Good news, wine and cheese lovers: Wine and cheese — in moderate amounts — can help prevent age-related mental decline.

The effects of diet on brain health are hard to identify because cognitive changes in healthy adults are small, subtle and occur over a long period of time. Genetics may also play a role.

There is still more to learn about changes in our diets that could keep our brains healthy, but cheese and red wine seem like a good place to start.

But there are some clear connections between nutrition and mental health. Vitamin deficiencies can cause depression and memory problems. A low carbohydrate, high fat diet helps control seizures in children with epilepsy, and the Mediterranean diet seems to provide some protection against depression and anxiety.

In a first-of-its-kind study, Iowa State University researchers examined the influence specific foods had on mental acuity. They collected information from a large-scale biomedical database in the United Kingdom. Nearly 1,800 adults, from ages 46 to 77, in the United Kingdom participated in the study. They took a Fluid Intelligence Test at baseline in the form of a touchscreen questionnaire. Two follow-up tests were conducted over the course of the study which provided an assessment of each person’s ability to “think on the fly.”

People also provided information about their diet at the start of the study and again at the two follow-up assessments using a Food Frequency Questionnaire. They were asked about their consumption of fresh and dried fruits, vegetables (raw, cooked and salad), fish (oily and lean), meats (processed, beef, poultry, lamb, pork), cheese, bread, cereal, tea, coffee and alcohol (beer, cider, red wine, white wine, champagne and hard liquor).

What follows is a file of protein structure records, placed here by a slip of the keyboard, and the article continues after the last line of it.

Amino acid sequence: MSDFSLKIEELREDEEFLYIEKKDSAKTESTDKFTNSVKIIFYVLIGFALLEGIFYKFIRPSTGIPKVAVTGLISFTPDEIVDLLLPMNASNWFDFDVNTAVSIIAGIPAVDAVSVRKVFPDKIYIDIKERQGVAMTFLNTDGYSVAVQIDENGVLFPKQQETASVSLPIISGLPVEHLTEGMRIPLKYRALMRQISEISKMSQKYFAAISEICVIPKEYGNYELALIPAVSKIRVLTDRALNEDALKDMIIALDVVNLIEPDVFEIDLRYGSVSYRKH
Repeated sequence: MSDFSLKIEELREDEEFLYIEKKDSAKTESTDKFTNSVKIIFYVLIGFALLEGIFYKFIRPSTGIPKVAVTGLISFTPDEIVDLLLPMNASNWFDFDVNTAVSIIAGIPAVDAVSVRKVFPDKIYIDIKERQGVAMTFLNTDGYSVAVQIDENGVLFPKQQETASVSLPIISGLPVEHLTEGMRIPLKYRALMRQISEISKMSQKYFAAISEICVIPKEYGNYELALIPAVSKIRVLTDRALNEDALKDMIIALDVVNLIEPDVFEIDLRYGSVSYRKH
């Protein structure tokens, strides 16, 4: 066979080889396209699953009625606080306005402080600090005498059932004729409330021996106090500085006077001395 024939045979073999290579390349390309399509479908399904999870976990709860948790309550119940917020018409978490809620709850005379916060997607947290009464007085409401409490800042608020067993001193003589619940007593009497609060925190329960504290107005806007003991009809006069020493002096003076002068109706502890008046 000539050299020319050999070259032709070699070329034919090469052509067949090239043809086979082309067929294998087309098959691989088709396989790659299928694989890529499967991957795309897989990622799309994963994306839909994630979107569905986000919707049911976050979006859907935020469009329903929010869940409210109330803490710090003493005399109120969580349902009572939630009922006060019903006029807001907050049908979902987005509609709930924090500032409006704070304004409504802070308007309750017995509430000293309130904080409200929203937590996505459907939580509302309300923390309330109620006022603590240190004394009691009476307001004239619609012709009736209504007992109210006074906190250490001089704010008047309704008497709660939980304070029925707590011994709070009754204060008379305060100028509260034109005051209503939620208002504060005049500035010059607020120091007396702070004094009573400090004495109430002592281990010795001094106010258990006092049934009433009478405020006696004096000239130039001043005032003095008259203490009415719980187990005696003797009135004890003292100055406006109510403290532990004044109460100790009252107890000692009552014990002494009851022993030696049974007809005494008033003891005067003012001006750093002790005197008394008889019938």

Cheese was shown to be the best food at protecting against mental decline due to aging, even late in life. Drinking alcohol, particularly red wine, on a daily basis was linked to improvements in mental function.

Eating lamb once a week also improved long-term mental performance, but other red meats did not have any effect. Though too much salt is not good for anyone, added salt appears to put people already at risk for Alzheimer’s disease at even greater risk.

“Depending on the genetic factors you carry, some individuals seem to be more protected from the effects of Alzheimer’s, while others seem to be at greater risk,” said researcher, Brandon Klinedinst of the Iowa State Food Science and Nutrition Department, in a statement. “That said, I believe the right food choices can prevent the disease and cognitive decline altogether. Perhaps the silver bullet we're looking for is upgrading how we eat. Knowing what that entails contributes to a better understanding of Alzheimer's and putting this disease in a reverse trajectory.”

There is still more to learn about changes in our diets that could keep our brains healthy, but cheese and red wine seem like a good place to start. However, moderation is key with both.

The study is published in the Journal of Alzheimer's Disease.